On the Job: Design and the American Office, Part 3

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Princeton Architectural Press, Nov 1, 2000 - Design - 161 pages
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American work spaces have gone through remarkable and extensive changes since 1900, thanks to the forces of technology, real estate, and finance, as well as evolving ideas on office organization and management. Innovations as commonplace as air conditioning and fluorescent lighting have had a profound impact, as have more recent phenomena such as virtual offices and telecommuting. On the Job: Design and the American Office presents office design throughout the 20th century through full-color contemporary and period photos, advertisements, and product manuals. Topics include the representation of the office in popular culture, the evolution of the workstation and its emphasis on ergonomics and productivity, office design as a reflection of corporate culture from Larkin to Chiat/Day, and office architecture as a mirror of current business models. Informative writing by Stanley Abercrombie, Thomas Hine, Phil Patton, and James S. Russell complements the illustrations.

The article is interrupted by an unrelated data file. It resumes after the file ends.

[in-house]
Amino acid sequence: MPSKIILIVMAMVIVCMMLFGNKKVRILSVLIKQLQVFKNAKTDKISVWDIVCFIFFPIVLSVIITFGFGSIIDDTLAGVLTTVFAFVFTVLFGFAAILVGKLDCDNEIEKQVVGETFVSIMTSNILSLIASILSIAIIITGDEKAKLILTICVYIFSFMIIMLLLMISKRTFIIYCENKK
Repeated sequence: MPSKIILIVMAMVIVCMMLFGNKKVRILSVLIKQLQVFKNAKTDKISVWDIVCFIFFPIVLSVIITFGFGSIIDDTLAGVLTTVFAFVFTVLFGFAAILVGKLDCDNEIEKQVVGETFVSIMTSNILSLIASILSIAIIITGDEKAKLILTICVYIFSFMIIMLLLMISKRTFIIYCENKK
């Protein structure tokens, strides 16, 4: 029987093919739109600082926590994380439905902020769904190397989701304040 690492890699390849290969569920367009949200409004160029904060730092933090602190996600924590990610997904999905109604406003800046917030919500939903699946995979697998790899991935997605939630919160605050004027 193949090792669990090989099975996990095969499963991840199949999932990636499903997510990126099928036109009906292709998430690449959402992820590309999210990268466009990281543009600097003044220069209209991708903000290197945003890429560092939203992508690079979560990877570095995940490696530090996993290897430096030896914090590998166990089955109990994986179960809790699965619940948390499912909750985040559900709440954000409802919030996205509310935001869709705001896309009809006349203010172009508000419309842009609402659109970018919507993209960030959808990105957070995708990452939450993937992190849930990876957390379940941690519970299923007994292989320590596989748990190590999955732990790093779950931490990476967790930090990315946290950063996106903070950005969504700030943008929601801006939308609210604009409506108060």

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Contents

A Personal History of the Workplace Revolution
11
PHOTO ESSAY
25
PHOTO ESSAT
74
PHOTO ESSAT
98
PHOTO ESSAT
120
New American Boomtown iss Selected Bibliography
159
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About the author (2000)

Chrysanthe B. Broikos is an associate curator at the National Building Museum. Designer J. Abbott Miller of Pentagram also designed The ABC's of Bauhaus and The Bathroom, The Kitchen, and the Aesthetics of Waste.

Donald Albrecht is the Cooper Hewitt's Curator for Special Projects.

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